New York City’s cost of living is 120 percent higher than the rest of the country. With 8.3 million people and an average home price of $501,000 (average home price in the United States is roughly $181,000), prices have begun to push city dwellers from Brooklyn and Manhattan into less-expensive areas that remain within close proximity to the city. As a result, portions of New Jersey—specifically North Jersey—have turned into prime real estate markets.
Many of these locations have transformed from working-class neighborhoods to destinations for young professionals. Economic realities and shifting demographics have fueled this migration. Millennials, with an interest in keeping their living space, workspace, and social lives in close vicinity to one another, have rebooted places like Hoboken, Newark, and Jersey City. However, the conflict between urban pioneers moving-in and long-time residence seeking affordability has pushed affordable housing into the 2017 gubernatorial debate.
Democratic candidate Phil Murphy has proposed using hundreds of millions of dollars from the Department of Justice’s Residential Mortgage-backed Securities (a multi-billion dollar reparations account funded by Wall Street fines) to pay off the state’s housing loans and then turning those newly paid-off homes into affordable housing. Republican candidate Kim Guadagno has pledged to cut property taxes in the Garden State, which has one of the highest in the country. Guadagno’s property tax ‘Circuit Breaker’ would cap the school portion of a homeowner’s tax bill at 5-percent of their household income.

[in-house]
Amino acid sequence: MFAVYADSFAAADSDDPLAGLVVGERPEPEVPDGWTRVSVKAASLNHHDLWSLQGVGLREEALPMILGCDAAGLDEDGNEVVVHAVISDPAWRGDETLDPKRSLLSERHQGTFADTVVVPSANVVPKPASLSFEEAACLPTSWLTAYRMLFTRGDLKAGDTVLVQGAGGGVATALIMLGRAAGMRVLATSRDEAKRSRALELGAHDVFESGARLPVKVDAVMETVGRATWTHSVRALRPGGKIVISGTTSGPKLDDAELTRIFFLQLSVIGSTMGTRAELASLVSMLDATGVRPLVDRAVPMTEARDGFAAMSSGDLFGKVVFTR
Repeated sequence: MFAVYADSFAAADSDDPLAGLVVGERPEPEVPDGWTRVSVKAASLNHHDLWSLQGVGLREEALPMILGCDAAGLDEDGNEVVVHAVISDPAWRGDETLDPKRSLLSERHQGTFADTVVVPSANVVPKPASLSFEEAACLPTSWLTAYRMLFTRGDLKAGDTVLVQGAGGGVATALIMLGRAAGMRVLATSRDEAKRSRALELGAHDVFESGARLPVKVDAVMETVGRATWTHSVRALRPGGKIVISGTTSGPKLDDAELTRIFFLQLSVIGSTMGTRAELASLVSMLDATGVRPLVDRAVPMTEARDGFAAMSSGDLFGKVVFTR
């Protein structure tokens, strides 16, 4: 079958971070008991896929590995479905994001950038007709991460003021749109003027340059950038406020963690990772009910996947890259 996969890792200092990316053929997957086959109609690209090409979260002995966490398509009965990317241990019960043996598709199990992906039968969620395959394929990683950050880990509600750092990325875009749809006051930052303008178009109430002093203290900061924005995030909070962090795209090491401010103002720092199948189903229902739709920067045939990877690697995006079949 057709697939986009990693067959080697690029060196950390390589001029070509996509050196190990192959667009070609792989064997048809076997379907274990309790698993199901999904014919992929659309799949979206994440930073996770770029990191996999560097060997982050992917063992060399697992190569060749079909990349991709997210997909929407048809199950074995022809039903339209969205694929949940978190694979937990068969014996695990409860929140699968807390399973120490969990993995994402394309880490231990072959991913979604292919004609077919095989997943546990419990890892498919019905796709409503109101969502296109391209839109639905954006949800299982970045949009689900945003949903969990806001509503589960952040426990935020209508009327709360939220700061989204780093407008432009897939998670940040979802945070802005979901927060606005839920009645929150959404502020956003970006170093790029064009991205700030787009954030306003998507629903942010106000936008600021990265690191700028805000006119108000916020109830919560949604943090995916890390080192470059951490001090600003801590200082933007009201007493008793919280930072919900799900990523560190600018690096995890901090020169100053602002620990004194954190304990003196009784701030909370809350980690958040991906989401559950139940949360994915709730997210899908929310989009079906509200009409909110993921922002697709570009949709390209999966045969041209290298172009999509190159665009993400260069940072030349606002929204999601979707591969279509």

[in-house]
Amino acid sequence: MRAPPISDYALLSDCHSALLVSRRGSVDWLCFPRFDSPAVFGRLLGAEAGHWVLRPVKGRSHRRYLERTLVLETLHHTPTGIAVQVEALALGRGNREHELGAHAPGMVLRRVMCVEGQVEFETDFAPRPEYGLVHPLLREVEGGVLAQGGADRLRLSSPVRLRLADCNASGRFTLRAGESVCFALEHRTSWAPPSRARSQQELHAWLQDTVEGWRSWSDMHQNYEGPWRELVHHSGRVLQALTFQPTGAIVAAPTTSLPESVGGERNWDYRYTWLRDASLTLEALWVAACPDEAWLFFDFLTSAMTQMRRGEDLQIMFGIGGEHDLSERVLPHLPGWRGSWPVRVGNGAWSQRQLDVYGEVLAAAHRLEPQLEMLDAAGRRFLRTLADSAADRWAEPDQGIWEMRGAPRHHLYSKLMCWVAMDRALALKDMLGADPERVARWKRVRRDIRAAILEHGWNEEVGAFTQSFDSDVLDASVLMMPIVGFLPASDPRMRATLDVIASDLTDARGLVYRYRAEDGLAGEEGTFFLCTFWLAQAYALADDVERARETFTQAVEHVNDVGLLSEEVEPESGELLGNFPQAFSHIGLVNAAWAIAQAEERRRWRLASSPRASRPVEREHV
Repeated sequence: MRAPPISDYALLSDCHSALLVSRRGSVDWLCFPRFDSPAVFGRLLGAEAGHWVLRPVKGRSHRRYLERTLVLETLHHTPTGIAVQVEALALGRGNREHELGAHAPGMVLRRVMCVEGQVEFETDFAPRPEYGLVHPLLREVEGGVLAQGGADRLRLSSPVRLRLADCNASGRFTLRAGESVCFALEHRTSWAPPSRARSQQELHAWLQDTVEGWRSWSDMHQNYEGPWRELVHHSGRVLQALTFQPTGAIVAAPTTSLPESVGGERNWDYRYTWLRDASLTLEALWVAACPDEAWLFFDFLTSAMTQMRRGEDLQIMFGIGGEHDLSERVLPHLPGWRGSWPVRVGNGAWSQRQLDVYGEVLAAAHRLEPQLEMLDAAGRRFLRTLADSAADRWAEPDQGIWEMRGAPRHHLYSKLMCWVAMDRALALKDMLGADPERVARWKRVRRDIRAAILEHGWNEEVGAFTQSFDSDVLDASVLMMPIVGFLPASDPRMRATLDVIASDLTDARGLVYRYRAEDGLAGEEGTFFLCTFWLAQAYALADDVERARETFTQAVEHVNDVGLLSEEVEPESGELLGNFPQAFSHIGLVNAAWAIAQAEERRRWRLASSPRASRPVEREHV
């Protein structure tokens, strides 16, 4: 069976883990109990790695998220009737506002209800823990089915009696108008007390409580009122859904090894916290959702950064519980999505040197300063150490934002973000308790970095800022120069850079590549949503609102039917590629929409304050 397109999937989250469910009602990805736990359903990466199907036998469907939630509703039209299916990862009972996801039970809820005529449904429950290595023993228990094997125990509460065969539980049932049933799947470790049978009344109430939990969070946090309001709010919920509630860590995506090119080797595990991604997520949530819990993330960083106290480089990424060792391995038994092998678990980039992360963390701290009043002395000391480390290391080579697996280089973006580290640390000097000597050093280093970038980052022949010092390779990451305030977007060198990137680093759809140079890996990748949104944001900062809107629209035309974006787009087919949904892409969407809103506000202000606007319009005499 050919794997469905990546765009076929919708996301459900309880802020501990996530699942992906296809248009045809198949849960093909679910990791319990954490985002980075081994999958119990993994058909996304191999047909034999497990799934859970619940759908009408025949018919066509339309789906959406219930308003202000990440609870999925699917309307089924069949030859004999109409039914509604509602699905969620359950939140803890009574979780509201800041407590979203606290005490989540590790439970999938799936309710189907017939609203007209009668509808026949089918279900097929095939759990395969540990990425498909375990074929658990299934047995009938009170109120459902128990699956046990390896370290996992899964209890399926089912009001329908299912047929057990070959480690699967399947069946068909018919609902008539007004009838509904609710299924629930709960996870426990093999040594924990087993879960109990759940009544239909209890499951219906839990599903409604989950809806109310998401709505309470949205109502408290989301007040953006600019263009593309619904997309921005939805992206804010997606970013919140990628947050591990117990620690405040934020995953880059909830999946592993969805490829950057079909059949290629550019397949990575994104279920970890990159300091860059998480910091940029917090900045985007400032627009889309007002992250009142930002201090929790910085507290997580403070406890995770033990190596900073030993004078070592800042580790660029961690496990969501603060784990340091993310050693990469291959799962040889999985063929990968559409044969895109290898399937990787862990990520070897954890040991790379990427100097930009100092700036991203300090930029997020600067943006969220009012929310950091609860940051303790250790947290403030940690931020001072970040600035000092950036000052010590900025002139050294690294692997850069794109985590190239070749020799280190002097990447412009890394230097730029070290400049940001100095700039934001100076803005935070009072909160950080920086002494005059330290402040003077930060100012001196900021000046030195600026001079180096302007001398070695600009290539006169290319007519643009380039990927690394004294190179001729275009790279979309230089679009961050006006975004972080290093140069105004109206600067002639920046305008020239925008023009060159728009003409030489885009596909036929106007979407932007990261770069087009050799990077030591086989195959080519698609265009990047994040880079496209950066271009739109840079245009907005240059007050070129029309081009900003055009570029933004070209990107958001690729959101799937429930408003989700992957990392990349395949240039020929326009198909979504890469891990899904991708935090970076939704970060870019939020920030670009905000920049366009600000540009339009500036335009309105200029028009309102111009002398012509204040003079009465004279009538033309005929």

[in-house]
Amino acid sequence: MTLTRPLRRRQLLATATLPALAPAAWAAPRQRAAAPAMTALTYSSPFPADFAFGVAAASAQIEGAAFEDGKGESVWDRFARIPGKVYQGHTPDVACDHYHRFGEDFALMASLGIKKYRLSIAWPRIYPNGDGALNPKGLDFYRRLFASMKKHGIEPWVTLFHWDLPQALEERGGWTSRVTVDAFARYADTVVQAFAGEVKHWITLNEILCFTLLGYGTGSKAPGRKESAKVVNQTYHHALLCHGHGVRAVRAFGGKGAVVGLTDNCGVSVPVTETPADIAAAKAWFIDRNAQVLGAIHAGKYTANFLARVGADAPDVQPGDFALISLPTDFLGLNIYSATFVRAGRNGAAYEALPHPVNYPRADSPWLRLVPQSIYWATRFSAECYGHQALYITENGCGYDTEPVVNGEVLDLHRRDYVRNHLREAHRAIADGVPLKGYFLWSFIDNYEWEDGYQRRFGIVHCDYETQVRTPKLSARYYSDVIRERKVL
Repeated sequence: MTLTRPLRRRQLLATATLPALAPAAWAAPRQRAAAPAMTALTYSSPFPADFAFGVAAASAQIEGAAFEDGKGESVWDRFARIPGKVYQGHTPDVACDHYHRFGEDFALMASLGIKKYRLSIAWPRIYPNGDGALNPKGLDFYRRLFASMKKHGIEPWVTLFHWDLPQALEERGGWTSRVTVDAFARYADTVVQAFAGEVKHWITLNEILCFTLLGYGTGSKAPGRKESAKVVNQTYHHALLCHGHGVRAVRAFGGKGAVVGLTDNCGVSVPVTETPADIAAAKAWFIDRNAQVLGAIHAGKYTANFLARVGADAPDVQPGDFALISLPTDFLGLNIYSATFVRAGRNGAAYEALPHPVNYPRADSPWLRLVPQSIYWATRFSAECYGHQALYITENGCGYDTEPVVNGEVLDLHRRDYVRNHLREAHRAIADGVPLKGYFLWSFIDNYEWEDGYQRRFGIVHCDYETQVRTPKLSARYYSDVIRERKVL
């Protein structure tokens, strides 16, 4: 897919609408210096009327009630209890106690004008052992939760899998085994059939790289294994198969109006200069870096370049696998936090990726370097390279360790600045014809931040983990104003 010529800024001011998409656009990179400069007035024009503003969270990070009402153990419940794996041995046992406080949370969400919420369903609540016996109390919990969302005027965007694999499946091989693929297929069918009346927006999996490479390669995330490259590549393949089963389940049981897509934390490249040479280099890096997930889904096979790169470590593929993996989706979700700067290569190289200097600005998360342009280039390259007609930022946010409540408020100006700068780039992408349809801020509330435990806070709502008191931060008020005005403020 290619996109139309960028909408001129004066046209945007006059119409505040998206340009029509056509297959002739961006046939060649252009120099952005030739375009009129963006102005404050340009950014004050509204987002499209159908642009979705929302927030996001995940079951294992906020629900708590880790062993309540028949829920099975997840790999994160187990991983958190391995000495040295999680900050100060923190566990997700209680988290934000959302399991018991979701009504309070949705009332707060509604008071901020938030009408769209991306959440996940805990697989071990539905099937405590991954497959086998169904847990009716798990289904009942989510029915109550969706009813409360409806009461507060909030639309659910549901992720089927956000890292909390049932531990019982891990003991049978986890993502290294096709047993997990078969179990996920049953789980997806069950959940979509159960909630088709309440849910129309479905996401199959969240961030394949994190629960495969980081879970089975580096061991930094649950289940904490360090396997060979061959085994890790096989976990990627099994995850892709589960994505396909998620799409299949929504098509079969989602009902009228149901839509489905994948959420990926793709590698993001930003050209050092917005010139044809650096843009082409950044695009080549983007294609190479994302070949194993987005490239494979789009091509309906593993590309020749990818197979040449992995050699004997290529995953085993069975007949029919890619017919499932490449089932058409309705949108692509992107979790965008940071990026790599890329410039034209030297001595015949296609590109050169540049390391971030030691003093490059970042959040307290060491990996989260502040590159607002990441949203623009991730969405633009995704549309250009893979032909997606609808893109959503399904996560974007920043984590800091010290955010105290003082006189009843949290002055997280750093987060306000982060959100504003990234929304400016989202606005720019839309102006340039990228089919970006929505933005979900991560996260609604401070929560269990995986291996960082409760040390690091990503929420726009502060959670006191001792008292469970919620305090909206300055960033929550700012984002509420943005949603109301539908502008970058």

It seems neither plan will stymie development in North Jersey. Although many have welcomed the change, some local officials have begun pushing back on plans to develop portions of North Jersey. Michael McPartland, the Mayor of Edgewater, a 3.5-mile stretch of land along the Hudson River, stopped a 2014 plan to develop 1,863 apartments in five high-rise buildings. McPartland said the proposal was far too big and would increase congestion while also straining the community’s limited infrastructure. Since 1990, Edgewater’s population has nearly tripled from 5,000 to 13,000, with most residents coming from newly developed regions in Northern New Jersey, like Hoboken and Newark. The developers have now taken the city of Edgewater to court.
With prices in New York City continuing to rise, many Manhattan and Brooklyn residents continue to seek more for less in North Jersey. Here are some cities in New Jersey harnessing real estate interest to improve their respective communities, while also protecting middle and working class residents from increased property taxes and rents.
In early 2017, the New York real estate blog Curbed voted Jersey City as the best neighborhood of the year. From 2010 to 2014, Jersey City experienced a 6-percent population increase, reaching 262,000. Many of these newcomers include millennials.
Mayor Steve Fulop claims 650 small businesses have opened over the past three years (many of them include bars and restaurants); and it makes sense: It’s a 10-minute train ride to the World Trade Center Transportation Hub in Manhattan, fueling Jersey City’s appeal among city workers. In 2016 there were more than 7,000 units of housing under construction with more than 19,000 already approved, more than any other city in New Jersey.